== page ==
Developers Shouldn’t Use Cliff Notes.

1 May

Right off the bat, I should say that I’m really enjoying Castlevania: Lords of Shadow so far. I’ve only just started chapter 2, but I’m currently appreciating the slow-burn of both the game play and story. Be that as it may, I’ve already found my first brow-furrowing moment in the game. Ever heard of Shadow of the Colossus?

Well, the dudes at Konami sure have. The first boss fight in the game is, well, a rip-off from SotC. I don’t say “complete rip-off” because the experience of actually fighting it isn’t anywhere near as awesome as every encounter was in the PS2 classic. The fight in Castlevania is a dumbed-down version of the structure SotC used, but with a couple ground attacks thrown your way every now and then. Tell me if this sounds familiar:

First, you have to wait for the titan to slam his fist hard enough into the ground so that it gets stuck. When that happens, you run over to his fist and grab onto it, holding down the “grip” button so as to not fall off. You then proceed along the titan’s body until you get to the round, glowing symbol, so that you can stab the shit out of it. Repeat on a couple more parts of its body, and you’re done.

Yea, it’s basically the Cliff Notes version of fighting a colossus. I could assume that someone on the development team just wanted to pay homage to a great game, and that would be relatively fine with me, I guess. But if you’re going to steal from something, STEAL from it. Don’t do a half-assed job.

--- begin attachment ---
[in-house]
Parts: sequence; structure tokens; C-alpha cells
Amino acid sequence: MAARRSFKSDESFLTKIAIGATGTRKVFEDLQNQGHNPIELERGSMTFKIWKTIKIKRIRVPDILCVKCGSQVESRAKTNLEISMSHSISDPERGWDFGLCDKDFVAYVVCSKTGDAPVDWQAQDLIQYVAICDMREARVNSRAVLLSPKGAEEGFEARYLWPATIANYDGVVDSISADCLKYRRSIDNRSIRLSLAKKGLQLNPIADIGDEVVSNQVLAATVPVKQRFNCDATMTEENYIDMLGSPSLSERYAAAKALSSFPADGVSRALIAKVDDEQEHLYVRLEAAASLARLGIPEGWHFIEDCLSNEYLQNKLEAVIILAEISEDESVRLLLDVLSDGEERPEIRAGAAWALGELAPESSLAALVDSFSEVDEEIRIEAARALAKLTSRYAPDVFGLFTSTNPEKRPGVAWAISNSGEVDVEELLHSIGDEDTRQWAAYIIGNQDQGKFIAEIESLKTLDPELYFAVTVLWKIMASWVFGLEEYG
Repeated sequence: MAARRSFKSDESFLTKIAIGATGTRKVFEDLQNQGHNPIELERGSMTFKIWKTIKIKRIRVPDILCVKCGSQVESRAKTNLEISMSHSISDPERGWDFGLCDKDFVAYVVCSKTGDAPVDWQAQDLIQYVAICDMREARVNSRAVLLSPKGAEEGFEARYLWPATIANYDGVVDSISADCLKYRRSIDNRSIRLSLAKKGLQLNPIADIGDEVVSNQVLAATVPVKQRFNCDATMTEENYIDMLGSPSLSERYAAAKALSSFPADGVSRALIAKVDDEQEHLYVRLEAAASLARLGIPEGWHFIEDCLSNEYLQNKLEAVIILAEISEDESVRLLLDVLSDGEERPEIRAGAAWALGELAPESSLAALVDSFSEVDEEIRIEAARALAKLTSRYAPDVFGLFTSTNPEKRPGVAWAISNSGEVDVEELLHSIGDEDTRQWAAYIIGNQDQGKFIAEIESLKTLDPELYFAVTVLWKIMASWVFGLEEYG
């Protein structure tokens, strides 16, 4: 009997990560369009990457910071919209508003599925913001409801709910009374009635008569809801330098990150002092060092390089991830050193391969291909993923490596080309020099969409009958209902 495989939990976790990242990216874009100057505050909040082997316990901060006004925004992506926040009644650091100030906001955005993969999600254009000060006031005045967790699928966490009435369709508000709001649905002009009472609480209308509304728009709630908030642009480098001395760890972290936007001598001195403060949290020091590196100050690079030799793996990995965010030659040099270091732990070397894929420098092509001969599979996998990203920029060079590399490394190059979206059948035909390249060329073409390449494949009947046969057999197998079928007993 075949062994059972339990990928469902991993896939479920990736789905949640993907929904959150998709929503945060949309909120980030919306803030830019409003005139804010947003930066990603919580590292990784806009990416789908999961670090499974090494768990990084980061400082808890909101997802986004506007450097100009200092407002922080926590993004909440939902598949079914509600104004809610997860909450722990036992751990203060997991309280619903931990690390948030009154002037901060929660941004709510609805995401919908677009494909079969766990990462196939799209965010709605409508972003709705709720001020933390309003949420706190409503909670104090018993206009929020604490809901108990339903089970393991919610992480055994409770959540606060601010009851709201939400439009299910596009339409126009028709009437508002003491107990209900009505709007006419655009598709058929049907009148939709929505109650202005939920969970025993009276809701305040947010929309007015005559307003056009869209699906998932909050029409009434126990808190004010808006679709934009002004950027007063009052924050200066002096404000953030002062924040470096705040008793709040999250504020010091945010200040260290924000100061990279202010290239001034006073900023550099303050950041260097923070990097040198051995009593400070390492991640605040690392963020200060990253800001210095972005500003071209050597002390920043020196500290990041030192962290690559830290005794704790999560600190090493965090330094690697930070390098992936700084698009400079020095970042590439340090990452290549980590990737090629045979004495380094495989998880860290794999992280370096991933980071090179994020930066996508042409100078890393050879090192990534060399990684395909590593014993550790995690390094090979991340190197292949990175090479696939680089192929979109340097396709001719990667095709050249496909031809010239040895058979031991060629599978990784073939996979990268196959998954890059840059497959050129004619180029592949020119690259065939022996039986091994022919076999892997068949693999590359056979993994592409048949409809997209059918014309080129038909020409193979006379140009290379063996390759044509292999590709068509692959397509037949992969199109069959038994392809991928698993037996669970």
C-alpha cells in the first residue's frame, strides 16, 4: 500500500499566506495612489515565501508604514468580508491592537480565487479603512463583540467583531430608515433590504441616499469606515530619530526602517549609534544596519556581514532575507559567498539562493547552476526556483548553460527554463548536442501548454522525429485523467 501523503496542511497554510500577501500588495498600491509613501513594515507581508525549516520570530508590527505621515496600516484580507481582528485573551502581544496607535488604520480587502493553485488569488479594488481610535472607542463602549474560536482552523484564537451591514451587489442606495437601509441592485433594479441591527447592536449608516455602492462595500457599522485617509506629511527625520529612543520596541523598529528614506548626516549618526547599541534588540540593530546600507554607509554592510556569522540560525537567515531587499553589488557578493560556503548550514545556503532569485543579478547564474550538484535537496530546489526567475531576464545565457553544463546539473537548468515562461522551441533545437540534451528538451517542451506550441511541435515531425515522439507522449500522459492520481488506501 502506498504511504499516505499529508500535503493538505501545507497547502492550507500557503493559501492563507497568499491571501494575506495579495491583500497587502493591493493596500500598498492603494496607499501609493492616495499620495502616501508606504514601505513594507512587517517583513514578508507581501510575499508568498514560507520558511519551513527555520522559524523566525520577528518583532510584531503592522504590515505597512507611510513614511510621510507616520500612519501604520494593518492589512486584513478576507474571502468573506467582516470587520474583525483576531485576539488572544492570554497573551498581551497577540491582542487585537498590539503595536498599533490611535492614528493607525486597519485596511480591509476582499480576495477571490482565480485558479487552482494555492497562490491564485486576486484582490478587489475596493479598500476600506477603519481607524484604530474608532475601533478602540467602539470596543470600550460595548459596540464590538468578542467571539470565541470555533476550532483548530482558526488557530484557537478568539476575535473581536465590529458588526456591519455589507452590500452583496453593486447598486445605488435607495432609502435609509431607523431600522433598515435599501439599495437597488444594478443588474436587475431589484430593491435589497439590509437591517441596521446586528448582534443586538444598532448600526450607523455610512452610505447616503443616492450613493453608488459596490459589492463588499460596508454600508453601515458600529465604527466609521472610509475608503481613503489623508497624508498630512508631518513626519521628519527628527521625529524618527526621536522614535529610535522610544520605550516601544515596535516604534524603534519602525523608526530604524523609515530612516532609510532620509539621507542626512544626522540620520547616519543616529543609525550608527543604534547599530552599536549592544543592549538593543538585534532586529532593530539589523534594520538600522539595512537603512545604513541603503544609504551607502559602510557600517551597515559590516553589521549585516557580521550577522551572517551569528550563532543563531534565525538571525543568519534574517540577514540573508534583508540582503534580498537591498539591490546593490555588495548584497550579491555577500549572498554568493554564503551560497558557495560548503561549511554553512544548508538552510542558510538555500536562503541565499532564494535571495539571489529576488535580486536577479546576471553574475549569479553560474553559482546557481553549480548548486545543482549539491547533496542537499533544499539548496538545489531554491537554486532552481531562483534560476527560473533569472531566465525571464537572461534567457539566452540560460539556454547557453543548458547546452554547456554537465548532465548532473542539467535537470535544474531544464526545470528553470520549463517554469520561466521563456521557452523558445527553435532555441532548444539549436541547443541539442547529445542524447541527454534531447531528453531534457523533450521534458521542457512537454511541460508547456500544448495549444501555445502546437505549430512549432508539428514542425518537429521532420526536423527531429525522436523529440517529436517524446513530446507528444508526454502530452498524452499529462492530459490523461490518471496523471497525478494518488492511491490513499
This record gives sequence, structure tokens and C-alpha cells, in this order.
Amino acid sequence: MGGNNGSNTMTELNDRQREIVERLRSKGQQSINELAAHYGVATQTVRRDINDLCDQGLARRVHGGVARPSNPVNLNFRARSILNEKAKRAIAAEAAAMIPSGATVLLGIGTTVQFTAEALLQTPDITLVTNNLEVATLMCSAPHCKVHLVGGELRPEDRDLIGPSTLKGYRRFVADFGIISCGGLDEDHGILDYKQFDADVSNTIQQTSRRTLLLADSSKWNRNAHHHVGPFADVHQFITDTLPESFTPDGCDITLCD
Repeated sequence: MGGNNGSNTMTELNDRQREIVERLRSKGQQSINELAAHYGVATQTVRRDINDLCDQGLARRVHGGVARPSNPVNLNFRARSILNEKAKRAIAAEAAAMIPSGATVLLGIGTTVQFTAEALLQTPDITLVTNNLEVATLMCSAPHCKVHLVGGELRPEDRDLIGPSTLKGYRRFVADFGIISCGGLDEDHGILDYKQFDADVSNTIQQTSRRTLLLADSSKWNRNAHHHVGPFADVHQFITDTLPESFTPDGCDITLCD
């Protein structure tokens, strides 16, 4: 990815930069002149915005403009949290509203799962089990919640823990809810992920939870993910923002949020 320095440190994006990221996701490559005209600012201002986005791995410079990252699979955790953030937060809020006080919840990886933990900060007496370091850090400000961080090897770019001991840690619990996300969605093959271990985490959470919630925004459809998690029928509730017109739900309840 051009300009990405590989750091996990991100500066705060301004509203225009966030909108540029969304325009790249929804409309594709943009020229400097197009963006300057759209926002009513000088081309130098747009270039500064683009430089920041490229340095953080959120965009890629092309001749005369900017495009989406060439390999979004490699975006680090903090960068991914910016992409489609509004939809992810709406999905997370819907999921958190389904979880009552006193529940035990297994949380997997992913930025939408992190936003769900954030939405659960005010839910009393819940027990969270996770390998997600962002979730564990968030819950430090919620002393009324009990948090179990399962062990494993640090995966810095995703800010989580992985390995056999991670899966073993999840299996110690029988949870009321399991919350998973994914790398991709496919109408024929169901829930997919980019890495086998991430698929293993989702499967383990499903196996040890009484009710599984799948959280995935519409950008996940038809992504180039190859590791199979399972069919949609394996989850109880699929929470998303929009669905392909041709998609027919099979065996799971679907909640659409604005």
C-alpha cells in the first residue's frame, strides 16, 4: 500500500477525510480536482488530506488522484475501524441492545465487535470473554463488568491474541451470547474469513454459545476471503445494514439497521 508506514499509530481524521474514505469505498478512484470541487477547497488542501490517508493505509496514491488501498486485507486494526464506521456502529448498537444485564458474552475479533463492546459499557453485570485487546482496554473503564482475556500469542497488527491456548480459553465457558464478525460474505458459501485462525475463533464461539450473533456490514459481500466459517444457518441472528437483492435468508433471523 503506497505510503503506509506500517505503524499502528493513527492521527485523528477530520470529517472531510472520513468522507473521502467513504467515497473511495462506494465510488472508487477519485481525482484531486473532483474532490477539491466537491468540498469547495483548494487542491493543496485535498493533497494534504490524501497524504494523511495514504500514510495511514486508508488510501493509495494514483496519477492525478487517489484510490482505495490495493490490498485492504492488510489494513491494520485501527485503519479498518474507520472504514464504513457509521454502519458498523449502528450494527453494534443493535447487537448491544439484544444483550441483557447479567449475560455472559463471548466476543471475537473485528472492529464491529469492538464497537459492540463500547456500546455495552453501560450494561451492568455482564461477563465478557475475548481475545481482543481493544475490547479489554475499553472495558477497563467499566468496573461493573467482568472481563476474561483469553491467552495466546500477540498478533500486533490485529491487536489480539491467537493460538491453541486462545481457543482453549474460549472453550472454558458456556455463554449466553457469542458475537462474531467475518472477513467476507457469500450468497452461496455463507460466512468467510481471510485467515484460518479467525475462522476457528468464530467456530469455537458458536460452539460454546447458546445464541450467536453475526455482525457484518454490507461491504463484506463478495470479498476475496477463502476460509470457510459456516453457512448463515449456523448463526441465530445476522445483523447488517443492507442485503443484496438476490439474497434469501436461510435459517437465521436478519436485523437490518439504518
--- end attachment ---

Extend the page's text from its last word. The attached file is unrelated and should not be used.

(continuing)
A big reason the titan fight feels like a rush job is because your hand is held the entire time. Right when its fist gets stuck in the ground, the part you’re supposed to latch onto starts glowing. Just as you begin holding the “grip” button, the titan’s arm raises up and the next section for you to jump to glows like the last. There’s not really any exploration or figuring out how to get around on its body; it’s a shame, since those moments really stood out in SotC, and probably could have in Castlevania.

I ultimately came away from the fight with a better understanding of why no one has tried imitating SotC before now. It’s hard to do well, and is made even harder by the fact that SotC isn’t concerned with a lot of things other games are concerned with. SotC relies on atmosphere and implication for narrative; Castlevania’s story is told in a similar vein to other action games. SotC’s main game play mechanic involves giant, moving puzzles for the player to solve; Castlevania has multitudes of enemies, levels, combat, and bosses to take into consideration. What it all boils down to is the fact that such a boss design should at least be on par with its source material, or we’re all just wasting our time and effort. I could go kill 15 other, better ones instead of a shitty retread.

I’m still enjoying the game, so I’ll try to talk about some of the stuff I like next time. There’s actually quite a lot.

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